Energy’s Slow Road Back to “Boom”
The price of crude has doubled from its lows in February 2016. Still, it’s down 54.5% since the global collapse began in June 2014.
But, as I’ll explain, there are signs that the energy market as a whole is on a slow road back to “boom.”
A Rough Five Years for Energy Investors
Despite oil’s surge the past 14 months, the sector continues to trail the broader market by a wide margin.
Over the past five years, the Energy Select Sector SPDR ETF (NYSE: XLE) has been negative. At the same time, the Dow Jones Industrial is up more than 60%, as you can see from this chart…
Even year to date, the fund is down 10%, while the Dow is up more than 6%.
Over both the long term and the short term, it’s been a nightmare for energy investors.
But don’t worry… brighter days are ahead.
Back to Black
During the two years of crude’s price collapse, oil and gas companies slashed their capital expenditure (capex) budgets by 40%.
On the front lines, 400,000 workers lost their jobs. And with oil prices below $50 per barrel, projects totaling $620 billion were deemed no longer profitable and were either deferred or canceled outright.
But late last year, we started to see a bright spot. And it’s getting brighter…
In the fourth quarter of 2016, capex by 44 onshore-based oil producers increased by $4.9 billion – a 72% increase from the fourth quarter of 2015. That’s the largest year-over-year increase for any quarter from these companies since at least as far back as the first quarter of 2012.
This is a simple trend to follow: Higher crude prices boost earnings for U.S. upstream companies. That in turn encourages them to step up their investments, which leads to increased production and increased revenue.
The third quarter of 2016 was when the U.S. earnings recession ended. We know this because it was the first time since the fourth quarter of 2014 that energy companies posted positive earnings.
After almost two straight years of falling earnings, capex suddenly surged in the fourth quarter of 2016…
And capex spending by oil companies didn’t slow in the first quarter of this year either.
At the end of March, the number of oil rigs operating in the U.S. jumped 26% compared with the same time last year.
Plus, global capex spending is expected to increase 9% this year. And this was recently increased from the original 7% forecast in January.
A lot of this surge is coming from North America, where upstream capex is expected to increase 32% in 2017… and in one area specifically.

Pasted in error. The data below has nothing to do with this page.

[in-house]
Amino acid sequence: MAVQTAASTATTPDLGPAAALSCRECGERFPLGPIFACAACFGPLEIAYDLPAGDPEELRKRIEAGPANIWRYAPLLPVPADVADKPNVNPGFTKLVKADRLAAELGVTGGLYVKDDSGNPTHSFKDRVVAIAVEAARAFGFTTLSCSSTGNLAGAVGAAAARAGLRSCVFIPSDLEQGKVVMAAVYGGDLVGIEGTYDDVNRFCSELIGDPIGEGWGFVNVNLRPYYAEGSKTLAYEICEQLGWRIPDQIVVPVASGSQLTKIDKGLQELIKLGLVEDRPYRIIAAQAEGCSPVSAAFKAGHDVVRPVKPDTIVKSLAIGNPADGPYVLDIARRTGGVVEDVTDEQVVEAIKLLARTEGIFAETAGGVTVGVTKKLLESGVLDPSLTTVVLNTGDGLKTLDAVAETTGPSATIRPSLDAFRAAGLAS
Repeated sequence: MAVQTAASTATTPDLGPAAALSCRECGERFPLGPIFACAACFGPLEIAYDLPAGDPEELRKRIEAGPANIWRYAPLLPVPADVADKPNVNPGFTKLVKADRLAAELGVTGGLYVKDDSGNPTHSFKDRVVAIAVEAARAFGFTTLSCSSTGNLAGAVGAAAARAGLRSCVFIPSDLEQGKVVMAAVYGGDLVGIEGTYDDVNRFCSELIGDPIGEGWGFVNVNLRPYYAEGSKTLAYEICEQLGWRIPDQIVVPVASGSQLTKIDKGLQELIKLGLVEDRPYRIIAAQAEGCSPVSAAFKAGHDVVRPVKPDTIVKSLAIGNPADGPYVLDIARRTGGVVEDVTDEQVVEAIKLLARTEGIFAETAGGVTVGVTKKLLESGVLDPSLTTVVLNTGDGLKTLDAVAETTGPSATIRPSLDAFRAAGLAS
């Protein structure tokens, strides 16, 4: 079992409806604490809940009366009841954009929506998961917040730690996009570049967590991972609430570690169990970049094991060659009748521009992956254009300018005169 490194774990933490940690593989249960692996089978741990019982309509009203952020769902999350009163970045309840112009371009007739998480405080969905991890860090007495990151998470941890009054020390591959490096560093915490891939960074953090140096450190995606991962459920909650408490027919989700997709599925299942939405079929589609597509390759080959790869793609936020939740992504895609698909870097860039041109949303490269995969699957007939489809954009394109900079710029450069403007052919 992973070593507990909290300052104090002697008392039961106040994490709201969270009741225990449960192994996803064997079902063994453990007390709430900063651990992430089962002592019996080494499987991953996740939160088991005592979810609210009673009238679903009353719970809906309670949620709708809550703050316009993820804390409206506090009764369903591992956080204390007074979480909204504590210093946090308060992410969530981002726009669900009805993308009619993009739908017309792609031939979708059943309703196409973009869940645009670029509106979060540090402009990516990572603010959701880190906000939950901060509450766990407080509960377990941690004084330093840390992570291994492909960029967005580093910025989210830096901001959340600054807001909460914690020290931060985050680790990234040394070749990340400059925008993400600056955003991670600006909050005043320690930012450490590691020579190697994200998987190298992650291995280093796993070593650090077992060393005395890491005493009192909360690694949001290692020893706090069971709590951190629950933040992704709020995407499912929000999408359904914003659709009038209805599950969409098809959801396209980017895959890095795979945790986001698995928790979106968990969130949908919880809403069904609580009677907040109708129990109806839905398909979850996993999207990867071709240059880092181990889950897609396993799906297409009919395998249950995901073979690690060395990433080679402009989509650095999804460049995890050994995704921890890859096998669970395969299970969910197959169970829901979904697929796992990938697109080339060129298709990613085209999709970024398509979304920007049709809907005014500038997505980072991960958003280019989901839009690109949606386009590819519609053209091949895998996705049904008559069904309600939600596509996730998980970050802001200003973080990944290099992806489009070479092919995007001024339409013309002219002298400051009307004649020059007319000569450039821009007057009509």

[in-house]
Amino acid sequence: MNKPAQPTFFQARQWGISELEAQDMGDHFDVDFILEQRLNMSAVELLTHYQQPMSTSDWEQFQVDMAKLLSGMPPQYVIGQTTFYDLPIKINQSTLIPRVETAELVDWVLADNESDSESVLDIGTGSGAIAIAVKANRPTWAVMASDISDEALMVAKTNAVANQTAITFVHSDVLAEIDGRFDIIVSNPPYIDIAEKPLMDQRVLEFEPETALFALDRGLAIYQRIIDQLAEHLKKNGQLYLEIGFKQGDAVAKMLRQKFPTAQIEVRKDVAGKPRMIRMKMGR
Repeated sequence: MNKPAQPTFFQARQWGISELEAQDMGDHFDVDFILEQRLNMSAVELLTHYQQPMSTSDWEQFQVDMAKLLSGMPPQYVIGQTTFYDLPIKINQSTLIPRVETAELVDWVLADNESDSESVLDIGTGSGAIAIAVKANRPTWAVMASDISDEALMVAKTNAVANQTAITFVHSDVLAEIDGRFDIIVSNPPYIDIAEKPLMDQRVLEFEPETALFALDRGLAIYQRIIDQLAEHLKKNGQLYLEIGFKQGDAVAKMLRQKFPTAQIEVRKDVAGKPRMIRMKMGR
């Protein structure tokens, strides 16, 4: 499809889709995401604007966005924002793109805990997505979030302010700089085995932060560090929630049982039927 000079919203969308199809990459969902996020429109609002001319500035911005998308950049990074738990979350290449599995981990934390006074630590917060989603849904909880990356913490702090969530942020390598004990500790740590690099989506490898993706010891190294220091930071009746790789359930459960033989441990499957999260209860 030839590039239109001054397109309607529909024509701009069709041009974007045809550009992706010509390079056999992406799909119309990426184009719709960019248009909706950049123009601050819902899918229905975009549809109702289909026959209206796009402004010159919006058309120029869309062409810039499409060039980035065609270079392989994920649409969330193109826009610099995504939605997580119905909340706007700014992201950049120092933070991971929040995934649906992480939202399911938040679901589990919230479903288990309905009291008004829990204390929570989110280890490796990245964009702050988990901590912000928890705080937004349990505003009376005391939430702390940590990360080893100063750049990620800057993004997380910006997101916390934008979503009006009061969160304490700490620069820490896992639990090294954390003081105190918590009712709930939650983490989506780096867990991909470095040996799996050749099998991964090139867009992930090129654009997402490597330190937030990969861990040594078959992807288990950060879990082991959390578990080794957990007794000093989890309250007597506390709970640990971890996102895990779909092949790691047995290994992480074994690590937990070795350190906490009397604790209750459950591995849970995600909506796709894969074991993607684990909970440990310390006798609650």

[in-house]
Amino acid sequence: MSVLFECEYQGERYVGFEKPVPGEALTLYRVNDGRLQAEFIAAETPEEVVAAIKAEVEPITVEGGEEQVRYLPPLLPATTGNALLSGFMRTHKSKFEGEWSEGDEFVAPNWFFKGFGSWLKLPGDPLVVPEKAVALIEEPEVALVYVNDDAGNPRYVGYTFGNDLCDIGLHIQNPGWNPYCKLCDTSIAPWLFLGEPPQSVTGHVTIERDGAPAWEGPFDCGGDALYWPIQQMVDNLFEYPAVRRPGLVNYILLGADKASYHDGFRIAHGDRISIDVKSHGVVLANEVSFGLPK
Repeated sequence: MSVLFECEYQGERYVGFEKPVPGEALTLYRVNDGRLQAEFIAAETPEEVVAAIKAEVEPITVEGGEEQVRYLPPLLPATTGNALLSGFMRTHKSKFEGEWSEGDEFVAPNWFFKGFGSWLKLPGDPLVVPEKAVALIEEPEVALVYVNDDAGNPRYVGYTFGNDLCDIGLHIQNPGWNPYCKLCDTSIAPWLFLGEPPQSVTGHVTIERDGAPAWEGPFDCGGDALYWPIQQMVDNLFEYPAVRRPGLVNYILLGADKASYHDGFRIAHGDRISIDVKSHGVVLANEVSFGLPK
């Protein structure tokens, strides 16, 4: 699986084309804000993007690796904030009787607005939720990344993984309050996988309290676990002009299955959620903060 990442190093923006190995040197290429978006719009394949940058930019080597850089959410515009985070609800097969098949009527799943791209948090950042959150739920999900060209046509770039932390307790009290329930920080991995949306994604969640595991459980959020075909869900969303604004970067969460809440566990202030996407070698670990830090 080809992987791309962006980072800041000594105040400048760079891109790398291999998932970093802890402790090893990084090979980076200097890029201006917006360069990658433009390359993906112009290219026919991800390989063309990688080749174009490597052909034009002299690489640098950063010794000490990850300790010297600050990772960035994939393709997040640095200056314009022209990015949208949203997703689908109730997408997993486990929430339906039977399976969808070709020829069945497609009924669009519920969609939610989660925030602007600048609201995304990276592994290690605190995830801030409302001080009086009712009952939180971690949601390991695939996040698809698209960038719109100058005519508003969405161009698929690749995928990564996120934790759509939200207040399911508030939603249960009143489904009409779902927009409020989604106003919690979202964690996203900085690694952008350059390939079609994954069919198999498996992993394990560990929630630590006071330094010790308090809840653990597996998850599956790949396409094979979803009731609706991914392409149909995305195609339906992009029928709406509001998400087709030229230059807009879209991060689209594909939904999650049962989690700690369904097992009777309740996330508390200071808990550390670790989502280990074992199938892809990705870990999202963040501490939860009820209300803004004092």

Most of the money is heading to the Permian Basin, where roughly $16 billion has been spent since the start of 2017. This includes the massive 250,000-acre acquisition by Exxon Mobil (NYSE: XOM) that holds an estimated 3.4 billion barrels of oil equivalent.
That doubles Exxon’s resource base in the Permian.
As I’ve written here before, everyone’s rushing to the Permian because it offers attractive breakeven prices.
To give you an idea of how big an uptick we’re seeing, consider this…
In 2016, oil and gas companies spent $28 billion on acreage in the Permian Basin – that’s three times what was spent in 2015.
And real estate in the Permian is going for as much as $60,000 per acre – several times the price of other shale areas.
A lot of the activity is focused on the Midland Basin in the Permian.
Just as a refresher: The Midland is the largest continuous oil field ever discovered in the U.S. It’s estimated to contain 20 billion barrels of oil, as well as 16 trillion cubic feet of natural gas and 1.6 billion barrels of natural gas liquids.
That makes it three times larger than North Dakota’s Bakken Formation and worth $900 billion.
Early 2017… A Sign of What’s to Come?
In just the first three months of 2017, U.S. producers have spent 57% of what was spent in the Permian in all of last year.
And that means big production and revenue increases are on the horizon.
We’re really starting to see a turnaround for energy companies. In the first quarter of this year, the S&P 500 is projected to report 9.2% year-over-year growth. This is the most since the fourth quarter of 2011. It will also mark the first time the S&P has reported three consecutive quarters of growth since the third quarter of 2014 to the first quarter of 2015.
And that’s all thanks to the energy sector.
The sector is expected to report earnings of $7.5 billion. That’s a $9 billion increase over the first quarter of 2016, when the industry reported a loss. And if the energy sector were removed, earnings growth for the S&P would be just 5.5%.
It’s a slow road back to “boom.” But we should start seeing the pace pick up speed. The energy sector is driving earnings for the S&P. And energy shares should follow.